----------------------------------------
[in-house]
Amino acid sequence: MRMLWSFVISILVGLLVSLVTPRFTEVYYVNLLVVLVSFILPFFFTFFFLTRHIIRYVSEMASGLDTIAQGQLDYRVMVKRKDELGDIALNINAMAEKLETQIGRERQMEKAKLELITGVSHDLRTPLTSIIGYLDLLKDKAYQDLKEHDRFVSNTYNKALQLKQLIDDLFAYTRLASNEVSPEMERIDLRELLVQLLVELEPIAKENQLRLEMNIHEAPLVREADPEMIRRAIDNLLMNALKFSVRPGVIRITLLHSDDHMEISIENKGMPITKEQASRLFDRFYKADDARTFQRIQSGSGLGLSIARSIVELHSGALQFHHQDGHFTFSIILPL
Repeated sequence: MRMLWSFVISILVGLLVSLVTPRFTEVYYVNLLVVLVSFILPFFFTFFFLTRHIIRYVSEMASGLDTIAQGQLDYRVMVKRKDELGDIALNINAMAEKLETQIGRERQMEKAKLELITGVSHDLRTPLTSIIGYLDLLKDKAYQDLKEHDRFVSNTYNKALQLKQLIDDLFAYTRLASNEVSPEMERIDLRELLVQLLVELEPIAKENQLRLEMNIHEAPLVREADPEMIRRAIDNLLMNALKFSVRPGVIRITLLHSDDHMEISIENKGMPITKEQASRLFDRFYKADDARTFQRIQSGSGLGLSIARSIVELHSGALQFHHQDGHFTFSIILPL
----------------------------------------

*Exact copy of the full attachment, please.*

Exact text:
[in-house]
Amino acid sequence: MRMLWSFVISILVGLLVSLVTPRFTEVYYVNLLVVLVSFILPFFFTFFFLTRHIIRYVSEMASGLDTIAQGQLDYRVMVKRKDELGDIALNINAMAEKLETQIGRERQMEKAKLELITGVSHDLRTPLTSIIGYLDLLKDKAYQDLKEHDRFVSNTYNKALQLKQLIDDLFAYTRLASNEVSPEMERIDLRELLVQLLVELEPIAKENQLRLEMNIHEAPLVREADPEMIRRAIDNLLMNALKFSVRPGVIRITLLHSDDHMEISIENKGMPITKEQASRLFDRFYKADDARTFQRIQSGSGLGLSIARSIVELHSGALQFHHQDGHFTFSIILPL
Repeated sequence: MRMLWSFVISILVGLLVSLVTPRFTEVYYVNLLVVLVSFILPFFFTFFFLTRHIIRYVSEMASGLDTIAQGQLDYRVMVKRKDELGDIALNINAMAEKLETQIGRERQMEKAKLELITGVSHDLRTPLTSIIGYLDLLKDKAYQDLKEHDRFVSNTYNKALQLKQLIDDLFAYTRLASNEVSPEMERIDLRELLVQLLVELEPIAKENQLRLEMNIHEAPLVREADPEMIRRAIDNLLMNALKFSVRPGVIRITLLHSDDHMEISIENKGMPITKEQASRLFDRFYKADDARTFQRIQSGSGLGLSIARSIVELHSGALQFHHQDGHFTFSIILPL